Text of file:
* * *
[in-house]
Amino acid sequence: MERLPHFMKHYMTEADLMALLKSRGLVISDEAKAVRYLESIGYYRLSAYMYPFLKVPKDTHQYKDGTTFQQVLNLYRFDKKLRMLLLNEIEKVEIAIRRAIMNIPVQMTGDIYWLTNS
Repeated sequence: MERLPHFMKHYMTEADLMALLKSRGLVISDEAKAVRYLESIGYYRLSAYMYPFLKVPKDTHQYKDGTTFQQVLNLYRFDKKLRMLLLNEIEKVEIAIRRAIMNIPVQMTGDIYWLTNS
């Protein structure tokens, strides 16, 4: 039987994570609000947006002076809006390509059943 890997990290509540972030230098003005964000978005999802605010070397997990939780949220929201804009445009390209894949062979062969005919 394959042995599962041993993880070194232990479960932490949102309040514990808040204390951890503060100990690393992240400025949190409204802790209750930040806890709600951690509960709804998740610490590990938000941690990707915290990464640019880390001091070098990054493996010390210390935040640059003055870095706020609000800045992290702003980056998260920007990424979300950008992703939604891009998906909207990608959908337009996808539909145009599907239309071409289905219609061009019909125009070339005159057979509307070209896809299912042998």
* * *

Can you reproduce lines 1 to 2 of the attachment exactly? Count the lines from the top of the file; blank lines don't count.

[in-house]
Amino acid sequence: MERLPHFMKHYMTEADLMALLKSRGLVISDEAKAVRYLESIGYYRLSAYMYPFLKVPKDTHQYKDGTTFQQVLNLYRFDKKLRMLLLNEIEKVEIAIRRAIMNIPVQMTGDIYWLTNS